I’m a culture nerd. I’m also a bean counter. I try to make my dollars count…and my time. When I had a layover in Chennai, India, from 2 a.m. to noon, rather than snooze or read at the airport, a driver picked me up at 4 a.m. and escorted me to temple after temple.
During one west coast getaway, my sister commandeered our rental car to a mall. She knew I would never head to a cookie-cutter mall unless my MacBook needed repairs. In my mind, that’s a waste of time…and money. Customs officials have given me some stares when I declare less than $20 worth of purchases. So, the money and time clock pro recommends: When in Monterrey, Mexico, queue up for culture.
If you can’t go cold turkey from shopping, there’s a flea market winding through the streets of the funky Barrio Antiguo. There are handmade items nestled along with vintage everything. It’s great for people-watching, too.
For the history buffs, there are almost a dozen historical sites and museums in this city. My favorites are the glass museum, and the old foundry, both of which sit in the former factories that helped shape Mexico, figuratively and literally.
One of the beauties of visiting museums is that even if you’ve been there before, there’s always something new to see. Or, you may see something from a new perspective.
Monterrey’s Museum of Contemporary Art (MARCO) sits in a colorful building easily recognizable as a creation of Ricardo Legorreta. Legorreta is responsible for the San Antonio Public library, the Latino Cultural Center in Dallas, and several Camino Real hotels in Mexico.
The LA Times, said of him, “He was a regionalist whose photogenic and widely published projects made him well-suited for worldwide fame.”
If being inside a building for eight hours isn’t your cup of tea, head to the Santa Lucia River Walk area. You can bike, stroll or jog by fountains and sculptures, and then head into one of three museums at the Paseo’s westernmost end. Just across the main drag from the three museums is the Judicial Palace.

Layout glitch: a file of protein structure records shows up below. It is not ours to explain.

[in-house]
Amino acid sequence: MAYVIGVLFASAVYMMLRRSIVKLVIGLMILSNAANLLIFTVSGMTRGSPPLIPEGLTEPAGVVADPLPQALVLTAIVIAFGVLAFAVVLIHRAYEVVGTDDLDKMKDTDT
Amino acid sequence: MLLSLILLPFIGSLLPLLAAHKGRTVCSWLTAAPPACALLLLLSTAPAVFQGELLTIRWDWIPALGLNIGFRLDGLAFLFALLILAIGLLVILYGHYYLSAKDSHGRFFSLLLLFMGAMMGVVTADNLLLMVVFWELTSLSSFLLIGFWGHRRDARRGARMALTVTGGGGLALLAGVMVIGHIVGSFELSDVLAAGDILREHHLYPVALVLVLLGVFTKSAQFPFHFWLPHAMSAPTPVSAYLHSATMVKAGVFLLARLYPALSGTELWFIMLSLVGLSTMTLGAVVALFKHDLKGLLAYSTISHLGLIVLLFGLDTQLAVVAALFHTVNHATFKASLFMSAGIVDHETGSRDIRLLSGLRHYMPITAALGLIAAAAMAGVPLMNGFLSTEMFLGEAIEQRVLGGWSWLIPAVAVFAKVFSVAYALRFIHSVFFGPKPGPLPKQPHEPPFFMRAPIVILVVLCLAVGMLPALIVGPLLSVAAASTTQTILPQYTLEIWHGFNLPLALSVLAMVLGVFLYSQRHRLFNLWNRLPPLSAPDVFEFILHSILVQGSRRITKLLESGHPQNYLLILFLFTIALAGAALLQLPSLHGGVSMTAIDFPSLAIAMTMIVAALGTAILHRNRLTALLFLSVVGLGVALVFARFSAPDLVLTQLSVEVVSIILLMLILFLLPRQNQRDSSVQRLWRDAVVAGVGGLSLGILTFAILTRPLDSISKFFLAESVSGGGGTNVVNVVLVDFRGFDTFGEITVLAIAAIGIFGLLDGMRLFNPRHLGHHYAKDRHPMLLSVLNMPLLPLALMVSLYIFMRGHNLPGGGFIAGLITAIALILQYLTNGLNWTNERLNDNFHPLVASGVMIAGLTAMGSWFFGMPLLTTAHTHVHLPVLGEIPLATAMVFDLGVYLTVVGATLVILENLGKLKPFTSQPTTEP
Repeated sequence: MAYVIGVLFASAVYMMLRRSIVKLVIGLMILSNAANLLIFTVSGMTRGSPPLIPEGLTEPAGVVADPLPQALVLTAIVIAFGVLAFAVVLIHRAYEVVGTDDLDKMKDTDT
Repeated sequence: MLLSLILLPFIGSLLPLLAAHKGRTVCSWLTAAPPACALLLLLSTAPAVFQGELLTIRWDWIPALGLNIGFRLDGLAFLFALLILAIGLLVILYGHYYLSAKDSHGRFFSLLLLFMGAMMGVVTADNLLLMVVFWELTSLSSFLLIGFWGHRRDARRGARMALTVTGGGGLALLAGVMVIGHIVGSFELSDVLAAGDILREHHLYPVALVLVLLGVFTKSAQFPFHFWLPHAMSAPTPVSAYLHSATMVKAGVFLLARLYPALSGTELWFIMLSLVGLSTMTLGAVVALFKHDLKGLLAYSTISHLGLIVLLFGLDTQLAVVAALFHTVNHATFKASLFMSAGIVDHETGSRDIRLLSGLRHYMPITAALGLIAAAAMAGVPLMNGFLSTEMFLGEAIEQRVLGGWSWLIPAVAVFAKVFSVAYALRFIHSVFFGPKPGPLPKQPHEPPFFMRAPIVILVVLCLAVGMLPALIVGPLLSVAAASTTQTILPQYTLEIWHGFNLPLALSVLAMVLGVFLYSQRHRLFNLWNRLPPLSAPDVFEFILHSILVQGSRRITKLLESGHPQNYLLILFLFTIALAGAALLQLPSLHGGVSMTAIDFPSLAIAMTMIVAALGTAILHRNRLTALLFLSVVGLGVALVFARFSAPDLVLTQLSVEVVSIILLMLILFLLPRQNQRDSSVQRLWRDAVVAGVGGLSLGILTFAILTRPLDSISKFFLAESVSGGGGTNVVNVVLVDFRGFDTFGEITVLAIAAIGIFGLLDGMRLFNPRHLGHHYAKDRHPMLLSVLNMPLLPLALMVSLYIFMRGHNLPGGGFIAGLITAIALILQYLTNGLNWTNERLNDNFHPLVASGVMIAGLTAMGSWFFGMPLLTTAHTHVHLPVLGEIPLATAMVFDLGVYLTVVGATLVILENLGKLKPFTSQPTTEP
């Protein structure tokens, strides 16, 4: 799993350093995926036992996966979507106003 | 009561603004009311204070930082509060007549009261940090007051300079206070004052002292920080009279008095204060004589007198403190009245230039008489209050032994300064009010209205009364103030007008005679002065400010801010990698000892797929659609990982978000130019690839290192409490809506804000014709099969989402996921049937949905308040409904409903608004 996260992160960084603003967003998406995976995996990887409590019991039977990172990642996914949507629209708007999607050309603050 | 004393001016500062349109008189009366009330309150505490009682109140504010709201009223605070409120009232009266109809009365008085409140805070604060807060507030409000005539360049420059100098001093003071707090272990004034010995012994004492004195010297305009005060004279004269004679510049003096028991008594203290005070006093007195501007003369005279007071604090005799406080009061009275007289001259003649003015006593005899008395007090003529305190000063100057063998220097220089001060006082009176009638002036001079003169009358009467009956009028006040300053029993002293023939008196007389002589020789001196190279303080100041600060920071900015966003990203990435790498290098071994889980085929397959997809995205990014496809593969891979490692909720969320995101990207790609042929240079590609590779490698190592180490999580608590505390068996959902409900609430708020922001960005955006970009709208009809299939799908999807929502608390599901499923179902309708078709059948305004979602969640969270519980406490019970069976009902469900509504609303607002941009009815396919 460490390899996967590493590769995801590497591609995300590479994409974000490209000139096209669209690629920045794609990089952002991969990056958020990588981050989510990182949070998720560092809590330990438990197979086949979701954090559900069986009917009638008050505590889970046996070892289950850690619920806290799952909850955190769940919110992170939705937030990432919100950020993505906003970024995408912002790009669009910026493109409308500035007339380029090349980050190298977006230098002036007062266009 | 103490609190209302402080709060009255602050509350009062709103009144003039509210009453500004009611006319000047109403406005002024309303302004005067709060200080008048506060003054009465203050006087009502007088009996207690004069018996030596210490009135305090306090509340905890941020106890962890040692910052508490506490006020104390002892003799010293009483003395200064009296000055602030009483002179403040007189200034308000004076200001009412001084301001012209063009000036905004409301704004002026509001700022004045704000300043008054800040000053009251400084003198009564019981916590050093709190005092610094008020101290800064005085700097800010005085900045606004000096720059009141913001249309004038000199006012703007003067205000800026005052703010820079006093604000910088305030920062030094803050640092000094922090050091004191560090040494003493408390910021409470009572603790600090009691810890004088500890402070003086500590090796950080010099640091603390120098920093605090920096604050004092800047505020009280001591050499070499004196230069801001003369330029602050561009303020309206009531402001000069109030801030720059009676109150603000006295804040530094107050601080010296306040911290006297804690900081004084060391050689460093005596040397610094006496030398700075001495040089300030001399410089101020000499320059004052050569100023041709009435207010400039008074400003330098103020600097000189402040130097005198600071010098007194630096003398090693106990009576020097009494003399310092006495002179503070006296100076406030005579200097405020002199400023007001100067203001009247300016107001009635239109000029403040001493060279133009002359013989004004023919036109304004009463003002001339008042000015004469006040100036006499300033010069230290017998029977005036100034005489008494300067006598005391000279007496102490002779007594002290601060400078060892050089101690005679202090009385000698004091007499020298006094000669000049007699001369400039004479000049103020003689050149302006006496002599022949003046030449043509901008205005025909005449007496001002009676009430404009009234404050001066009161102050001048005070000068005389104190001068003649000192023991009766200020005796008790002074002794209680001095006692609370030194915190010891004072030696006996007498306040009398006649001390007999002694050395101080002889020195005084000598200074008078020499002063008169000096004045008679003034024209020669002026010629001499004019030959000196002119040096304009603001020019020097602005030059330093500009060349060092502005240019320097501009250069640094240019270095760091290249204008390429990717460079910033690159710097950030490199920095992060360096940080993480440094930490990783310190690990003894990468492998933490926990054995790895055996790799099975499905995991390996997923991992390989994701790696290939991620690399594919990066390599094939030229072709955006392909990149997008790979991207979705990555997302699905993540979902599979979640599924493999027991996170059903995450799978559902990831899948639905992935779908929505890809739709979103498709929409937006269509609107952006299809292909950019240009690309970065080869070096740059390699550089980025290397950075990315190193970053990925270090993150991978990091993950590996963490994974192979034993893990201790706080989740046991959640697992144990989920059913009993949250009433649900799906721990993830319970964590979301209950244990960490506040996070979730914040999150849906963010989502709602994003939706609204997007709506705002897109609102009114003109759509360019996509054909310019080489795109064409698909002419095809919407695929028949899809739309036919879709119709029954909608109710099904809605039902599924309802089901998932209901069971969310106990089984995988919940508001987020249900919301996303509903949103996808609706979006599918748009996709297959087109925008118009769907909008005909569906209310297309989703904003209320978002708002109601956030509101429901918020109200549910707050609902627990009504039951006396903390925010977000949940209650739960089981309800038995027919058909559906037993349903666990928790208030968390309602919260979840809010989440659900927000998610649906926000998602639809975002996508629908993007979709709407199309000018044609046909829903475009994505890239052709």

Soak up the fresh air and a view of the city at El Obispado. The cerro (hilltop) houses what was at one time a military fort, then a quarantine center, and at another time a cabaret. Today, it’s a history museum.
Finally, for humanists, there’s a Movimiento Social exhibit that launched across the park from MARCO at the Metropolitan Museum.
Bright, energetic university students guide you through this interactive exhibit. The free tours last 60-80 minutes, depending on how many questions you ask your multiple docents, and how long you play in the different rooms.
This is a very well-thought-out exhibit. There are no pretty pictures here. There are deep quotes from Malala.
Statistics and bar graphs about the impact of education on someone’s lifeline in another room. It’s meant for you to reflect. It’s made to make you think, and make a commitment to making a difference, starting with yourself. This is a campaign, a battle cry, a wake-up call. It leaves a mark on the visitor so that hopefully, more people in Mexico will be able to cross social boundaries, and each generation will be better educated, and as a result, healthier and happier.
Even though I may not have a purse or jacket or earrings with any of these images, they still stay with me wherever I go.
For more on Monterrey, read prior blogs.